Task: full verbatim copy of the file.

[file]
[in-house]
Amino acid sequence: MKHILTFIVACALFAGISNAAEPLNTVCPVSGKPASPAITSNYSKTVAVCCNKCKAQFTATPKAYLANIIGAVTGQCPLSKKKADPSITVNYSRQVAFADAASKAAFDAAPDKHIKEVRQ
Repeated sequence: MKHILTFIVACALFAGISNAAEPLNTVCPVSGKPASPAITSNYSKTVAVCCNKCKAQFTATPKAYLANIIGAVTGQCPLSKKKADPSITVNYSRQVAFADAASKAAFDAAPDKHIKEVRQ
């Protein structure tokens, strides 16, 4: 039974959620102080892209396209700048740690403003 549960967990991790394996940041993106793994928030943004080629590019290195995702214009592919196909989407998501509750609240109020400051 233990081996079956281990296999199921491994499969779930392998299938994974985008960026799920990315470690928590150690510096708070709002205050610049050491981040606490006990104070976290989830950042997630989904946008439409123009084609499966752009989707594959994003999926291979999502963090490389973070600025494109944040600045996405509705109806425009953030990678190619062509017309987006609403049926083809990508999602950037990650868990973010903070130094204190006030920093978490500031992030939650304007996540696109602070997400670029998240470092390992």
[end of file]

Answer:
[in-house]
Amino acid sequence: MKHILTFIVACALFAGISNAAEPLNTVCPVSGKPASPAITSNYSKTVAVCCNKCKAQFTATPKAYLANIIGAVTGQCPLSKKKADPSITVNYSRQVAFADAASKAAFDAAPDKHIKEVRQ
Repeated sequence: MKHILTFIVACALFAGISNAAEPLNTVCPVSGKPASPAITSNYSKTVAVCCNKCKAQFTATPKAYLANIIGAVTGQCPLSKKKADPSITVNYSRQVAFADAASKAAFDAAPDKHIKEVRQ
């Protein structure tokens, strides 16, 4: 039974959620102080892209396209700048740690403003 549960967990991790394996940041993106793994928030943004080629590019290195995702214009592919196909989407998501509750609240109020400051 233990081996079956281990296999199921491994499969779930392998299938994974985008960026799920990315470690928590150690510096708070709002205050610049050491981040606490006990104070976290989830950042997630989904946008439409123009084609499966752009989707594959994003999926291979999502963090490389973070600025494109944040600045996405509705109806425009953030990678190619062509017309987006609403049926083809990508999602950037990650868990973010903070130094204190006030920093978490500031992030939650304007996540696109602070997400670029998240470092390992």